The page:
(Adds quote, spending bill, data; updates prices)
* Trump signs into law massive spending bill
* Capital goods orders rebounded in February
* U.S. new home sales fell in February
NEW YORK, March 23 (Reuters) - U.S. Treasury yields rose from six-week lows on Friday in choppy trading as concerns about a global trade war after President Donald Trump announced tariffs on Chinese goods kept investors on edge. China urged the United States on Friday to "pull back from the brink" after Trump said he planned tariffs on up to $60 billion in Chinese goods, and the Chinese commerce ministry warned that the country "doesn't hope to be in a trade war, but is not afraid of engaging in one." Stocks markets fell globally as investors feared the impact of tariffs on global growth. Treasuries benefited from safety buying overnight, before weakening slightly on Friday as investors evaluated future moves. We keep going back and forth ... whether were going to have a trade war or not have a trade war, said Mary Ann Hurley, vice president in fixed income trading at D.A. Davidson in Seattle. Bloomberg News cited Chinas ambassador to the United States saying that the country is looking at all options in response to tariffs, which could include scaling back purchases of Treasuries.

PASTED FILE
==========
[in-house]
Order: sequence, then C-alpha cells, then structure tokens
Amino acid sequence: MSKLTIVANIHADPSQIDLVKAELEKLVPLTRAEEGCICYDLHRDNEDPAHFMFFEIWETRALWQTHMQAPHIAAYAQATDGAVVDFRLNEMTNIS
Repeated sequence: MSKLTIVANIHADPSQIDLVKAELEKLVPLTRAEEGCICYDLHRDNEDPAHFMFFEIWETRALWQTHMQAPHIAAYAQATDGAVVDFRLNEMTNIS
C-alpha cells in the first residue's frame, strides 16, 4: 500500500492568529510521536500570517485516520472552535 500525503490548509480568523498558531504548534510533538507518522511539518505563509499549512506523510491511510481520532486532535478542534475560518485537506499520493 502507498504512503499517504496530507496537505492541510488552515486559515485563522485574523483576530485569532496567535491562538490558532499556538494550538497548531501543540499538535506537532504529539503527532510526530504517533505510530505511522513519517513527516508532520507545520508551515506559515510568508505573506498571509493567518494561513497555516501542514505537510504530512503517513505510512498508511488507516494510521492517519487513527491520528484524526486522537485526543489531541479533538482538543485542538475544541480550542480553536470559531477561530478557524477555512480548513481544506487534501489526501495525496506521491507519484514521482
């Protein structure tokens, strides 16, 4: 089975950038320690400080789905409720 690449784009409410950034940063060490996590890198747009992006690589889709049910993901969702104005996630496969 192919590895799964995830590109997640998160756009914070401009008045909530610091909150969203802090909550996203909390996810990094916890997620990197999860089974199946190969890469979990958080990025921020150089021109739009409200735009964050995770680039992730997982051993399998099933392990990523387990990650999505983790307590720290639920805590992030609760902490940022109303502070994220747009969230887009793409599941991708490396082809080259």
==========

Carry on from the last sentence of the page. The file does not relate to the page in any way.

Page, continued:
Benchmark 10-year notes fell 3/32 in price to
yield 2.843 percent, after falling to a six-week low of 2.792 percent overnight. Trump on Friday signed into law Congress' massive $1.3 trillion spending bill, which is expected to worsen the deficit and increase the governments need to issue more debt.
Data on Friday showed that new orders for key U.S.-made capital goods rebounded more than expected in February after two straight monthly declines and shipments surged, pointing to strong growth in business spending on equipment in the first quarter. But sales of new U.S. single-family homes unexpectedly fell for a third straight month in February, weighed down by steep declines in the Midwest and West.
(Reporting by Karen Brettell Editing by Leslie Adler)